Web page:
The late 6th or early 5th century BCE poet Parmenides of Elea was commonly regarded in the Greek tradition as a philosopher. Apparently his only work was a poem of 800 or so verses in epic hexameter form, of which about 160 are known from quotations in later authors, principally the commentary by the neoplatonist Simplicius on Aristotle’s Physics.

Parmenides may have been the first person to make strong claims purportedly grounded in nothing but pure reason. At the same time, he drew a sharp distinction between appearance and reality. He achieved notoriety among his fellow Greeks because his claims contradicted all experience. His disciple Zeno used Parmenidean principles to “prove” that arrows cannot fly, and that the speedy Achilles could never overtake a tortoise that had a head start.

According to Parmenides, we can “neither know, or attain to, or express, non-being”. He concluded from this that all distinction, becoming, and motion were mere appearances of “the way of error in which the ignorant and double-minded mortals wander. Perplexity of mind sways the erring sense. Those who believe Being and non-being to be the same, and then again not the same, are like deaf and blind men surprised, like hordes confusedly driven”.

“But the truth is only the ‘is’; this is neither begotten of anything else, nor transient, entire, alone in its class, unmoved and without end; it neither was, nor will be, but is at once the all. For what birth wouldst thou seek for it? How and whence should it be augmented? That it should be from that which is not, I shall allow thee neither to say nor to think, for neither can it be said or thought that the ‘is’ is not. What necessity had either later or earlier made it begin from the nothing? Thus must it throughout only be or not be; nor will any force of conviction ever make something else arise out of that which is not. Thus origination has disappeared, and decease is incredible. Being is not separable, for it is entirely like itself; it is nowhere more, else would it not hold together, nor is it less, for everything is full of Being. The all is one coherent whole, for Being flows into unison with Being: it is unchangeable and rests securely in itself; the force of necessity holds it within the bounds of limitation. It cannot hence be said that it is imperfect; for it is without defect, while non-existence is wanting in all” (quoted in Hegel, History of Philosophy vol. 1, Haldane trans., pp. 252-253).

Plato treats Parmenides with considerable respect, but fundamentally rejects his blunt teaching about being and non-being, replacing it with far subtler views, e.g., in The Sophist.

Aristotle says that Plato (and the atomist Democritus, whose writings are lost) were the first practitioners of extended philosophical argument, and I consider that the true beginning of philosophy; it seems to me Parmenides only made assertions and claimed they were grounded in pure reason. In his poem, the key claims are presented as revelations from a goddess. Much later, Kant would argue that nothing follows from pure reason alone.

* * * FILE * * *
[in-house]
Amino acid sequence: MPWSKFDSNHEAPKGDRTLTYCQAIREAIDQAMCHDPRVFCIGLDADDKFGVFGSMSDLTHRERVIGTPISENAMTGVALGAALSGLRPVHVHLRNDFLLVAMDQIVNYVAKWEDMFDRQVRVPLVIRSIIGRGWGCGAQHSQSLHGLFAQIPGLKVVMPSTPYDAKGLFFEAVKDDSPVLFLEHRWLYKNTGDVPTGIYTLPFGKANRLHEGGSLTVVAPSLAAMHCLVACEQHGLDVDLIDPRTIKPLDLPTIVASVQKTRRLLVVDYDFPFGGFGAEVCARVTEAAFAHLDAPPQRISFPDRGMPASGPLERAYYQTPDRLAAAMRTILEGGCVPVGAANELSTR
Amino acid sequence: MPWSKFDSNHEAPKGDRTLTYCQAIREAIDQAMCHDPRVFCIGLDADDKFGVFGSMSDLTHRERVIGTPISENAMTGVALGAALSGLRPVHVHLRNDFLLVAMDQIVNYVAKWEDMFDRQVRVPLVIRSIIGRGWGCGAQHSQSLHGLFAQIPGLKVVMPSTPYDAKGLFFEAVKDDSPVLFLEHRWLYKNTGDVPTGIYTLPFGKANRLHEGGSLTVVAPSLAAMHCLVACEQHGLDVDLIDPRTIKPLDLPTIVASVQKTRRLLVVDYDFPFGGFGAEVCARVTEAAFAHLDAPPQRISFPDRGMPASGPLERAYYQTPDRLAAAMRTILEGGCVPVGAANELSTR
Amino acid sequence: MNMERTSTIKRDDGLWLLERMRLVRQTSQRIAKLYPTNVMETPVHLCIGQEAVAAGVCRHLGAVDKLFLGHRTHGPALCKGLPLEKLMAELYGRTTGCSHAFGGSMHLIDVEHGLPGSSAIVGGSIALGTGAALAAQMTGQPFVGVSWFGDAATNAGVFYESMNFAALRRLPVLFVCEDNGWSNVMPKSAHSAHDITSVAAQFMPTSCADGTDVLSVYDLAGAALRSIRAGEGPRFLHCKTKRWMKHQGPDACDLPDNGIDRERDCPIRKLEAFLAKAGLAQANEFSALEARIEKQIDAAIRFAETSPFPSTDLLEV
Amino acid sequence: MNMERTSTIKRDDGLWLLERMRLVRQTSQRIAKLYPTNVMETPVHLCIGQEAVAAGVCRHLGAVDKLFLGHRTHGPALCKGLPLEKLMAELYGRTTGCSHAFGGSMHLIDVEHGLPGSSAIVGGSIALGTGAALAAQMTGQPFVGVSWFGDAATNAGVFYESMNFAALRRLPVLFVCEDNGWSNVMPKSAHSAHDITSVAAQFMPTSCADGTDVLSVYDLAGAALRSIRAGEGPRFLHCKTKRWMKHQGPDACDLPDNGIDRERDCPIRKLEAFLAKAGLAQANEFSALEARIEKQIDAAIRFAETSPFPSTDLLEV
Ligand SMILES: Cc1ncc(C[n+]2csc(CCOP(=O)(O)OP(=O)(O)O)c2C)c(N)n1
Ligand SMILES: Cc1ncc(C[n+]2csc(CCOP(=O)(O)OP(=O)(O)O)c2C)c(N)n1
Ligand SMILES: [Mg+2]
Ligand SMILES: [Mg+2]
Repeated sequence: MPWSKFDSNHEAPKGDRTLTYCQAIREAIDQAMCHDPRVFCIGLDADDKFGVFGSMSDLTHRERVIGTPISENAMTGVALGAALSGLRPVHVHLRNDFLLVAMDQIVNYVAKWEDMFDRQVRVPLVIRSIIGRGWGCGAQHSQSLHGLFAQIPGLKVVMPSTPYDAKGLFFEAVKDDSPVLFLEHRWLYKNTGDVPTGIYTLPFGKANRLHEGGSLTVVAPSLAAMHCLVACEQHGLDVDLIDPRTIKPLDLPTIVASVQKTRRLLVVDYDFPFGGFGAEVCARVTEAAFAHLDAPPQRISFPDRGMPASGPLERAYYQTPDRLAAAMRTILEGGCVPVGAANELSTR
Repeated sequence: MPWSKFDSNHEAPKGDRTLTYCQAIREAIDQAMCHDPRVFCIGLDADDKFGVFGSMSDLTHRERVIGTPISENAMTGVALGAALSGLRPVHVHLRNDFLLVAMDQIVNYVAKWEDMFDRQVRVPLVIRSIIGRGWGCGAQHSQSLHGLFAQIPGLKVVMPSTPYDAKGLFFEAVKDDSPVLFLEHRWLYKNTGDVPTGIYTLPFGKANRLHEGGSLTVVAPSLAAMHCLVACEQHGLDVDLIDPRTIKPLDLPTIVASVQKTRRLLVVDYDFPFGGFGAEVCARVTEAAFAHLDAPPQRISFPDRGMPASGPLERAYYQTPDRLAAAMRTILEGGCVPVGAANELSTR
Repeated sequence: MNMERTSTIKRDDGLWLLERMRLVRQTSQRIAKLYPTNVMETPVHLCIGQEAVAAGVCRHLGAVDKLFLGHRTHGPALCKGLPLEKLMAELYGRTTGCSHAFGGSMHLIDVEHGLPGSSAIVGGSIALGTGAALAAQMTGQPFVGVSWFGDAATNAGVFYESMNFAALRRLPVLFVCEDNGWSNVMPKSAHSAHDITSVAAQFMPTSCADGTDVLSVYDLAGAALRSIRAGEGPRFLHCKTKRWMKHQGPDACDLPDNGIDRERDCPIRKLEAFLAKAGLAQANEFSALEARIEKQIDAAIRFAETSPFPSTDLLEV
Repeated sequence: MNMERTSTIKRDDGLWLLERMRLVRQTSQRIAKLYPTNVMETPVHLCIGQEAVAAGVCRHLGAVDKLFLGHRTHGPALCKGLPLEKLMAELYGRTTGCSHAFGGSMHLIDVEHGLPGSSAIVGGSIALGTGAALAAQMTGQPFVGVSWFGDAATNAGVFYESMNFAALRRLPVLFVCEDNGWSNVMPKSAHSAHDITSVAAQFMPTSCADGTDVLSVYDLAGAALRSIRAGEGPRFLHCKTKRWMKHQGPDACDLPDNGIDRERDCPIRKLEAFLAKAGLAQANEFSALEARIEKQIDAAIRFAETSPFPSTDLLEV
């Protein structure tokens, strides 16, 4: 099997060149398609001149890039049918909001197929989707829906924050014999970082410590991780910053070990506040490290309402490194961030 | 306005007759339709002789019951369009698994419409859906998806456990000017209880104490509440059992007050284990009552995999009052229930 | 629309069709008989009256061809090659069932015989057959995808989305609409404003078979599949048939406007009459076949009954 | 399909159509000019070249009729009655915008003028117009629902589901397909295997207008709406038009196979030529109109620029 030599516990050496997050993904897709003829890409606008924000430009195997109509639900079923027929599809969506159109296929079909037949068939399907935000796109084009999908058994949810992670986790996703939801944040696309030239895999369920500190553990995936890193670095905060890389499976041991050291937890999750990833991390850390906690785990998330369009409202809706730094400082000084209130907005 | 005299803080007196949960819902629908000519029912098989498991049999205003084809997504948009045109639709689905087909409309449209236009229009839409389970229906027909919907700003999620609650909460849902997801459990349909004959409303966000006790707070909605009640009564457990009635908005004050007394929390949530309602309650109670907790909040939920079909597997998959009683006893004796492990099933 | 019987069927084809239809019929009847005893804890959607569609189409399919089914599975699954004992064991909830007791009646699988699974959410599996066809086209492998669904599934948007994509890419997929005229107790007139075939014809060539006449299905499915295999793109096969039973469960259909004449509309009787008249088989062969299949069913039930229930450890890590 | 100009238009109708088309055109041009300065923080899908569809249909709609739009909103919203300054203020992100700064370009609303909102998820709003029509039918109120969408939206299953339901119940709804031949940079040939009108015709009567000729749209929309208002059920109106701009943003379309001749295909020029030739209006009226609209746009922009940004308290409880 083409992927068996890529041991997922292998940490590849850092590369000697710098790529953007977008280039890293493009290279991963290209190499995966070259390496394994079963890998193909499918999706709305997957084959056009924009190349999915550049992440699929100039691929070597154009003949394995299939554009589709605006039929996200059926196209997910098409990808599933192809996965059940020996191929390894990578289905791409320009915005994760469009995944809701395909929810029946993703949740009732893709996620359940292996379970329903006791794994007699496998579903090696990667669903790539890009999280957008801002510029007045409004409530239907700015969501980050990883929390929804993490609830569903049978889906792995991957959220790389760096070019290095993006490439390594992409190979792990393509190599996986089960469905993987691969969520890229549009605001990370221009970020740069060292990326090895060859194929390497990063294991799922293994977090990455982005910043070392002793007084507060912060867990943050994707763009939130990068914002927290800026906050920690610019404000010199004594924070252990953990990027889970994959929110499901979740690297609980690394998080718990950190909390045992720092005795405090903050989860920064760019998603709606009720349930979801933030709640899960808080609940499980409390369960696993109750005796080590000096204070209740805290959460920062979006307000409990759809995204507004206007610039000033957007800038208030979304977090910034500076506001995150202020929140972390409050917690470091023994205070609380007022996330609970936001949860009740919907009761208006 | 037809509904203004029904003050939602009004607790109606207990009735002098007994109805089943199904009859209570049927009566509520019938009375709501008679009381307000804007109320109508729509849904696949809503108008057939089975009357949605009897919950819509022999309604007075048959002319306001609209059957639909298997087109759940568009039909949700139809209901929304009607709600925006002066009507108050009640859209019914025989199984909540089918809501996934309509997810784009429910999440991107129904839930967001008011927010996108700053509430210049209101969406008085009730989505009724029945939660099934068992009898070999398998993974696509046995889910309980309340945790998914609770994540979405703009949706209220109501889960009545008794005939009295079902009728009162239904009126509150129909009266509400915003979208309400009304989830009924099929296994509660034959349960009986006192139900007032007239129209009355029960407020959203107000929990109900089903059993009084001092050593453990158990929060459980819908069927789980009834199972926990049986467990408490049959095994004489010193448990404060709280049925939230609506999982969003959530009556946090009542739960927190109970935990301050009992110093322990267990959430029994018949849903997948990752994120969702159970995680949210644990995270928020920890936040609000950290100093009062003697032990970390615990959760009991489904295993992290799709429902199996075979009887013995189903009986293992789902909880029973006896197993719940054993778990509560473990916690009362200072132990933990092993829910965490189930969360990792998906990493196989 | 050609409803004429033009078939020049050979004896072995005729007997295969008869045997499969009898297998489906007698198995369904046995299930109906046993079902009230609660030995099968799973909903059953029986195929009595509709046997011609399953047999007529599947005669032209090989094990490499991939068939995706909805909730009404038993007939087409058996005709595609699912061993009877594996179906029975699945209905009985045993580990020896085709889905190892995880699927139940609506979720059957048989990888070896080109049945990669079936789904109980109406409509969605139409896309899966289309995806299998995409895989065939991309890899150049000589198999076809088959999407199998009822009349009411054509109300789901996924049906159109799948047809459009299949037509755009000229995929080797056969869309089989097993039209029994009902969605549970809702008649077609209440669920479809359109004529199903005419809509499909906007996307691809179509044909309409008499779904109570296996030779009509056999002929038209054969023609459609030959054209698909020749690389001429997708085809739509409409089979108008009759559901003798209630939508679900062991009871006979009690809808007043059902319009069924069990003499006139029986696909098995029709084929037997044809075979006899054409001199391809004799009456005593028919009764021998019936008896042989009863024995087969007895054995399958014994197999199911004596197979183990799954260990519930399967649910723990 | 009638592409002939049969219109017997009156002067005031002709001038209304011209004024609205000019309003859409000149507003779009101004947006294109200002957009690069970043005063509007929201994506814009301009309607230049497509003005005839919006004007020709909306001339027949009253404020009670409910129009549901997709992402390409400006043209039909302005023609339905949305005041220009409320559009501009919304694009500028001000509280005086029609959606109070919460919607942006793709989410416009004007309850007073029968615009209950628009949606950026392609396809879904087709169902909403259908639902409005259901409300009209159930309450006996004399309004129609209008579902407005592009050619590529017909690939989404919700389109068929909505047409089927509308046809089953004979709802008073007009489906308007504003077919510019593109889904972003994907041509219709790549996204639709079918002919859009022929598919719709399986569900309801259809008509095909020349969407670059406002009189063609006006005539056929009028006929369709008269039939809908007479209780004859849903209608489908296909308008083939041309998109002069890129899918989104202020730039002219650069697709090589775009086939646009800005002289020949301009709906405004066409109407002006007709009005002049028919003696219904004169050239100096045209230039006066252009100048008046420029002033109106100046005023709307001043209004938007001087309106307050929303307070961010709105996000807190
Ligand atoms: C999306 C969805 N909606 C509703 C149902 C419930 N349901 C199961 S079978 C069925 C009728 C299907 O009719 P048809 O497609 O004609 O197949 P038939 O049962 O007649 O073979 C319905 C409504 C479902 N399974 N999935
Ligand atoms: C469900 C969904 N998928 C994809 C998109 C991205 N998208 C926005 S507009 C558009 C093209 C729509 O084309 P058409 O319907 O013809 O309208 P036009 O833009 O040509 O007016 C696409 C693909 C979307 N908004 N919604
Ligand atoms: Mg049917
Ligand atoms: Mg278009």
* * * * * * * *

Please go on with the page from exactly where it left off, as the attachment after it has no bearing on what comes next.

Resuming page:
According to Hegel’s History of Philosophy lectures, “This beginning is certainly still dim and indefinite, and we cannot say much of what it involves; but to take up this position certainly is to develop Philosophy proper, which has not hitherto existed”. Hegel says Spinoza tells us correctly that all determination is based on negation, but “Parmenides says, whatever form the negation may take, it does not exist at all” (p. 254). Spinoza scholars have criticized the claim about Spinoza, but in this context that is a side issue.

Hegel’s association of Parmenides with the beginning of philosophy needs to be understood in terms of his insistence on the inherent defectiveness of beginnings and the positive, provocative role of failures of thought. In differing degrees, Hegel also actually recognizes two other beginnings of philosophy as well — in the figurative thought of the world’s various religious traditions before Parmenides (who appears only halfway through volume 1 of Hegel’s History), and in the dialogues of Plato, with whom Hegel’s second volume begins. For Hegel, Parmenides’ bare thought of Being and denial of the basis of all determination represent an absolute failure of thought and an impossibility, but he nonetheless credits that failure and impossibility as having defined a problem that provoked all later development.

I consider it quite possible that Aristotle’s brief remarks about “being qua being” in two books of the Metaphysics were a kind of response to the Parmenidean problem. Traditionally, this has been claimed to be the subject matter of the Metaphysics, but both times Aristotle raises the problem explicitly, his discussion is limited to arguing for the moral necessity of the principle of noncontradiction, against the Sophists. In effect, he says that serious people must by definition take their commitments seriously, and therefore they do not contradict their own commitments.

Noncontradiction has a great importance for integrity in ethics, which was to be taken up anew by Kant and Hegel, with their emphasis on unity of apperception. But as Hegel points out explicitly in the Logic, pure being by itself is logically empty and sterile. In first philosophy, nothing follows from being qua being. (See also Hegel on Being.)